OUTDOORS REPORT Olalla rainbows land in Big Creek

Rick Beasley

Global climate change may be delivering benefits to local anglers, who can thank low water levels at Toledo’s Olalla Lake for the boost in trophy rainbows at Newport’s Big Creek Reservoirs.

According to the Oregon Dept. of Fish and Wildlife, thousands of fish-factory trout that were scheduled for stocking at Olalla during the week of Feb. 11 will be stocked in the dual reservoirs at Newport, instead. This could mean as many as 4,000 additional hatchery fish — about half of them trophy-sized — for Newport anglers. Sources state that Olalla will get its share of planters when conditions improve.


Meanwhile, winter steelhead fishing has improved on the Alsea near Waldport with the recent rains and rise in river levels. Both bank and boat anglers are catching fish as the river drops back into shape. The numbers of fish captured in the Alsea Hatchery trap continue to be low but more fish should be on their way with the current conditions, according to ODFW.

The Alsea still gets a good amount of the early returning stock that peaks in December and January, as well as a later stock that peaks in February and March. Expect more fish to show up with each rise in the river level from now through April. Bobber fishing with jigs or bait, drift fishing and casting lures are all effective ways to catch these hard-fighting trophies.

Steelhead fishing was good on the Siletz River near Lincoln City over the weekend with dropping river levels. While the fishing slowed a little last week, metalmouths were being caught everyday by both boat and bank anglers. Conditions look good in the coming days and the river should fish well through the weekend and into next week.

Winter steelhead are now present in Big Elk Creek and the Yaquina River at Newport. No hatchery fish are released into the Yaquina, so most fish caught are wild. January through March is the peak for the wild winter steelhead in the here. Bobber fishing, drift fishing and casting lures are what the experts recommend.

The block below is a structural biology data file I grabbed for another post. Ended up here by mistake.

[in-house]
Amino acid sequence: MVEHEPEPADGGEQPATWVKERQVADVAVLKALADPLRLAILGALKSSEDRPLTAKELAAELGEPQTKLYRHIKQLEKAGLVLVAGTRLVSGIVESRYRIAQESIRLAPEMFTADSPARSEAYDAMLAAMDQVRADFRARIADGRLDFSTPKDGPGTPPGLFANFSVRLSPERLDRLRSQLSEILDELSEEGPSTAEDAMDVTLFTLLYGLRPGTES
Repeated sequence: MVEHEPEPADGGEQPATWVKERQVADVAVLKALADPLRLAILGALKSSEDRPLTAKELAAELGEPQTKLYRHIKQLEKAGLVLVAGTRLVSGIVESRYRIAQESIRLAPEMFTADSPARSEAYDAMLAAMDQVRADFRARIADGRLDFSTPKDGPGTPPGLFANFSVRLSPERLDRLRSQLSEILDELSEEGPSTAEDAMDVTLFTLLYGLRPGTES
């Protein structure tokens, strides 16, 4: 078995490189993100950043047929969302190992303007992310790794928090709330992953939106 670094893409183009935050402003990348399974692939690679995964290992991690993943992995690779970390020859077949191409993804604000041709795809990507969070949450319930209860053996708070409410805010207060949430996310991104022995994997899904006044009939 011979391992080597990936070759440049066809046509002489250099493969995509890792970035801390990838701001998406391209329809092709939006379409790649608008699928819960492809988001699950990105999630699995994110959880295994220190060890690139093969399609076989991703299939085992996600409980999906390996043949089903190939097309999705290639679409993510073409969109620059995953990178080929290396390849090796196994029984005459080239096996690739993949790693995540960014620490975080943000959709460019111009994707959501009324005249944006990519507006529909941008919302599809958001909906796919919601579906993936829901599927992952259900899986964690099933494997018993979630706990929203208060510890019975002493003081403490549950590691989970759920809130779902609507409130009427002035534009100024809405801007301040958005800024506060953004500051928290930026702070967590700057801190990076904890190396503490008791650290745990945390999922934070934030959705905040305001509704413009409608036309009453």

Get out your heavy tackle — halibut season is set to open May 9 off the central coast. While the dates have yet to earn final approval, ODFW staff recommendations are seldom rejected. The dates for all-depth spring seasons are tentatively set for May 9-11, May 16-18, May 23-25, May 30-June 1 and June 6-8.  

The near-shore season would open June 1 and run through Oct. 31. The final decision will be rendered April 19 by ODFW.


Bottomfish trips out of Newport last week were limited by unfavorable weather conditions. Still, some hardy anglers reported rockfish catches had improved slightly and that lingcod fishing remained good.

The bottomfish fishery is open at all depths with a General Marine Species bag limit of 5 fish, and a separate lingcod limit of 2 fish. No cabezon may be retained until July 1. The longleader gear fishery outside of the 40-fathom regulatory line is open all year. Catches often consist of a nice grade of yellowtail, widow and canary rockfishes.


Here’s a helpful tip from the experts at ODFW: Given the lower than average abundances of razor clams on popular beaches, harvesters will need to actively pound the sand for razor clams to show. Clammers should plan to be on the harvest area at least two hours before low tide and focus on sections of the beach that show exposed sand bars as these areas could have more clams showing than other areas.


While the central coast is famous for its  Dungeness crab, another Oregon native present in some of Oregon’s estuaries is the red rock crab. Crabbers can retain 24 red rock crabs of any sex or size.

Some crabbers in estuaries may encounter non-native European green crab in their catch this year. While they look similar to Oregon’s native shore crabs, they can be identified by the three prominent bumps between the eyes and 5 spines down the side of the carapace. The daily catch limit for European green crab is 10 crab of any size or sex.

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